il Venerdi (October 12, 2001), by Frederica Lamberti Zanardi
Translation courtesy of Janet

His name is Colin, Colin Firth. In England he is a star, and he’s about to take off here in the film that recounts the adventures of the most famous single of the moment, and he defeats someone who is a seducer by profession. Can you explain how you managed that?

To win Bridget's love,
I even beat up Hugh Grant

After this film, things will never be the same. Having beaten Hugh Grant, the incarnation of British fascination and glamour, is no small thing. Colin Firth is the man who not only wins Grant’s girlfriend but who also beats him in a fight. Yes, that’s indeed what happens to him in his role as Mark Darcy, the austere and sullen lawyer who wins the heart of Bridget Jones in the film based on Helen Fielding’s novel Bridget Jones’s Diary. A bestseller (it came out in 1996 and has sold more than 4 million copies; published in Italy by Sonzogno) that has entertained millions of women, especially single ones, who are quick to identify with this funny thirtysomething Englishwoman, who, with a number of extra pounds, is in search of soulmate. On the way, she’ll meet two completely different men: Daniel, her boss, the classic ladykiller and a bit of a shit but very fascinating, and Mark, a friend of the family’s, who is too serious but who is reliable. The film, a faithful reproduction of the novel, comes out in Italy on October 19 and has as its stars Renée Zellweger (Bridget Jones), Hugh Grant (Daniel), and Colin Firth (Mark Darcy).

Firth is forty, lives in London, and has been in successful films such as Shakespeare in Love and The English Patient, but most of all he conquered the female British public playing Mr Darcy in the television adaptation of Pride and Prejudice. And given that Mark Darcy in Helen Fielding’s book was inspired by Jane Austen’s hero, the role couldn’t have been anyone but his.
How did it feel to beat Hugh Grant as a lover?
A:  The role of the winner doesn’t please me very much. My friends, my mother, were very pleased that I ended up with Bridget. But playing people who lose interests me more. The character who loses the woman suffers more and is more complex. Mark Darcy is very held in, reserved, introverted. He represents the old type of British person, the kind that almost doesn’t exist anymore. The character played by Hugh is closer to the Brit of today. 
In real life are you more like Mark or Daniel?
A: I’m a mix of both. Also, in all roles that an actor plays there’s a part of himself/herself. I had been Daniel—but that was in the past. A confirmed bachelor who didn’t want to be tied down. Now I’m more like Mark.  But not too much like him.
And have you ever been, like Bridget, in a desperate state, as a single in search of soulmate?
A: I was never desperate. To tell the truth, there are few men who fear not being able to find a companion. Ten years ago I was happy being single. In general I was better alone than as part of a couple. Up until five years ago.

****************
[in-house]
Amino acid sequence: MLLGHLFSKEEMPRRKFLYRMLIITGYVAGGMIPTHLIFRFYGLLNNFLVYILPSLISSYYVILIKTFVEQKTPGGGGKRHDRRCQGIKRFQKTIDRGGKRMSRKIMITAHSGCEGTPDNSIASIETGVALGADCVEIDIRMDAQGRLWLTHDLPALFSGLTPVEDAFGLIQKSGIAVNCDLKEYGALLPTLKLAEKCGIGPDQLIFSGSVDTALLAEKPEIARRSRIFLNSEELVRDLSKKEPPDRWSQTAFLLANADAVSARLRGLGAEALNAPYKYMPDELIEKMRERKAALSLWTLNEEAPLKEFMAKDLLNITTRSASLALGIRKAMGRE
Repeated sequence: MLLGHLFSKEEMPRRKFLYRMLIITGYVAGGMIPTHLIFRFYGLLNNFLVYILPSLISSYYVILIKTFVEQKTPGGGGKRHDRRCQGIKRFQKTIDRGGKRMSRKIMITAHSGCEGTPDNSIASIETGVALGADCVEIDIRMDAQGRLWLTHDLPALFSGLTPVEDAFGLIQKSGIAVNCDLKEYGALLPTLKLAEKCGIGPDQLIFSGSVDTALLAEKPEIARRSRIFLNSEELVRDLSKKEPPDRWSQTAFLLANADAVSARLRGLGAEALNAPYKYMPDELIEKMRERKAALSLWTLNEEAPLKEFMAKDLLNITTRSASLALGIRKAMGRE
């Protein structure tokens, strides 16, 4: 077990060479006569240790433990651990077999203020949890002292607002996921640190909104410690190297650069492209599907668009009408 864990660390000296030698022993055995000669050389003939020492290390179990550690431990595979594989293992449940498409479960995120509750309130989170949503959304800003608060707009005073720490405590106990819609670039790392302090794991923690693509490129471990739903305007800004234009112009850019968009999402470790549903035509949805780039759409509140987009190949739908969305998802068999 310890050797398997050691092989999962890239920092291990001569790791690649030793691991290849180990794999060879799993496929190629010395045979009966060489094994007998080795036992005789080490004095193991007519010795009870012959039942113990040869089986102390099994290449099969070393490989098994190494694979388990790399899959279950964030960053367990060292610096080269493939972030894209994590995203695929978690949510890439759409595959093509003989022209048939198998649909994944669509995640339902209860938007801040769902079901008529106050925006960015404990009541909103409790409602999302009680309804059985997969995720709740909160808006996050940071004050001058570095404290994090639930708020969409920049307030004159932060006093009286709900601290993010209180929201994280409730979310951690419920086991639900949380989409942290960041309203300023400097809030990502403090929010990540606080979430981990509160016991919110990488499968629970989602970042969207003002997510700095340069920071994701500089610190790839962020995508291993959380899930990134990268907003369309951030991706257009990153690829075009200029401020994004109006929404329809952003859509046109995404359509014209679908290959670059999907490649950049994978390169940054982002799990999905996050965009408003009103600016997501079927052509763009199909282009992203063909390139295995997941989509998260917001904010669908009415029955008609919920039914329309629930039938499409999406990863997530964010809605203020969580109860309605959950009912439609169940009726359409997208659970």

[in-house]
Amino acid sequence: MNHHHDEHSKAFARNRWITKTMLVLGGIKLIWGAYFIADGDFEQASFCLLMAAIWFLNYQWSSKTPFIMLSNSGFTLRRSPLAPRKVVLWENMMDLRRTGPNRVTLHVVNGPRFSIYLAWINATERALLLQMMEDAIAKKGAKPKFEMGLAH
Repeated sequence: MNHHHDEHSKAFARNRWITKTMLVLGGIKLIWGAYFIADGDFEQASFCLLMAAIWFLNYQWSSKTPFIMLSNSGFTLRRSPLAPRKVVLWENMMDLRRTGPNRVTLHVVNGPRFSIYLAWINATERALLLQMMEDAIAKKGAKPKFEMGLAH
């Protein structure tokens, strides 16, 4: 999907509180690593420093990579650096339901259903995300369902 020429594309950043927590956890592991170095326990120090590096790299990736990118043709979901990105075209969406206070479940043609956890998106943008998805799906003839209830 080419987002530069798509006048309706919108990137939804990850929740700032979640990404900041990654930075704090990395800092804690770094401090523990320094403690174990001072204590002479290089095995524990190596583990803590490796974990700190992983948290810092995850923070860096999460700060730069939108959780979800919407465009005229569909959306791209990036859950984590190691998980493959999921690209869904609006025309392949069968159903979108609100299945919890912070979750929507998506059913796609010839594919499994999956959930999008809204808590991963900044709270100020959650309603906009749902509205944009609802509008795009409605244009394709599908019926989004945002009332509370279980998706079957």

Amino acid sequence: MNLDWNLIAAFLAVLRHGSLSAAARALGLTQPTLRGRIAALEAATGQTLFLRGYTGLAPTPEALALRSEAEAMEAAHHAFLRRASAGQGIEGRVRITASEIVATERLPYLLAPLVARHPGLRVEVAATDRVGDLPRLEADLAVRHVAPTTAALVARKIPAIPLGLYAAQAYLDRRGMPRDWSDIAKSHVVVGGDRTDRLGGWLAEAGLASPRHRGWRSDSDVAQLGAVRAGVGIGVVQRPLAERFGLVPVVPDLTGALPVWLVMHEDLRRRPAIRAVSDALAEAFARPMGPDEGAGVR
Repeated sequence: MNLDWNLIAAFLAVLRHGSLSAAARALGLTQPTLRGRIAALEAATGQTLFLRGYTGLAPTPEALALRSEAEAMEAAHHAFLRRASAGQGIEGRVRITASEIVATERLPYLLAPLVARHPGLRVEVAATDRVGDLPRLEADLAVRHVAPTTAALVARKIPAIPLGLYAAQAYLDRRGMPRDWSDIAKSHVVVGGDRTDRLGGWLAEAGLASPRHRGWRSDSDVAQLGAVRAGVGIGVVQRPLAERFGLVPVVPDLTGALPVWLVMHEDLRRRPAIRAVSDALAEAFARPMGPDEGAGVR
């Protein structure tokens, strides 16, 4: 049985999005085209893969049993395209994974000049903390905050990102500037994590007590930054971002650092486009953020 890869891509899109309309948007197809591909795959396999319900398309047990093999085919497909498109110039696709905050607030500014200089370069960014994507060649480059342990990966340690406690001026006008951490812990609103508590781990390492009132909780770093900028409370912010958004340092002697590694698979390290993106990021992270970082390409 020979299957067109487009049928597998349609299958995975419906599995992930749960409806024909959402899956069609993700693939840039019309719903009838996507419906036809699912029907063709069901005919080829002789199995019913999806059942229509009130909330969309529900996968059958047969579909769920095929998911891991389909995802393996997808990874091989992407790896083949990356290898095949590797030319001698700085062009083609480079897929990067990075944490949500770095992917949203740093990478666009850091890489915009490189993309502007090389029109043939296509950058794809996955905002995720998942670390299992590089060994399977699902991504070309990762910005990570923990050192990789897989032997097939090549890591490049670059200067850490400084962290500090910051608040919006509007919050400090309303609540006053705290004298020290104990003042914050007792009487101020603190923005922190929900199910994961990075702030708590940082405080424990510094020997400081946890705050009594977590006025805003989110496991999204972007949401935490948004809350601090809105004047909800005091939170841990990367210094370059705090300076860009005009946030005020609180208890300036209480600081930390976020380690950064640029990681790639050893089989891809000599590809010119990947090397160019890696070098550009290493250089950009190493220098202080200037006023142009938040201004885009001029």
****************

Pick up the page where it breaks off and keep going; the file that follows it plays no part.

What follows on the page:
What happened five years ago?
A: I met Livia, my wife. She is Italian and we met in Colombia, during the filming of Nostromo. It was a coproduction of the Rai and BBC, and she was working on the Italian production team. I didn’t have any prejudices against marriage—it was simply that I had never met a person who made me say, “OK, I want to spend my whole life with you.” With Livia it happened. Now we have a baby, Luca, who is six months old. He was born in Rome.
Do you by any chance have any intention of moving to Italy?
A: It would please me a lot. Unfortunately the work I do makes it impossible. I don’t speak Italian well. And I don’t like dubbing. But I like Italian cinema.
With what Italian director would you like to work?
A: With Gabrield Muccino. I saw L’ultimo bacio and I liked it a lot. It had a distinctive tone. You could see that he knows how to direct actors well. And I’m also a fan of Gianni Amelio and Giuseppe Tornatore.
Why did you decide to become an actor?
A: I was in a school play at the age of 5 and everyone said that I was good. I liked that. And I was always fascinated by stories. I still am, and I like to tell stories. And I’ve begun to write.
A: It’s still a hobby, but I’ve published a story. When I act, I pretend to be someone else, you mask yourself/hide yourself. In writing, on the other hand, you reveal yourself. The first time that someone that I didn’t know read a story of mine, I felt much more exposed than I imagined. Someone was entering into my thoughts, into my space. I realized how vulnerable a writer is. Yes, I want to continue to write.
In the film, you are in a fist fight for Bridget. Did it ever happen to you to fight over a woman?
A: It happened once, when I was 19. I was attacked by a jealous ex-fiance, but I lost at the first blow.
In the film you win Bridget by saying: I like you just as you are. What kind of woman do you like in real life?
A: There doesn’t exist a type. A person is like a cocktail. Some qualities that work for one woman would be defects in another. At the bottom of all good things there is, in my opinion, a mix of contrary elements. Let’s take an example: a woman is bit of a woman and a bit of a child. Or else one might be very feminine but a little masculine. This fascinates me. Bridget is Bambi with a cigarette in her mouth. That’s why I’m in love with her.

With additional thanks to Mary
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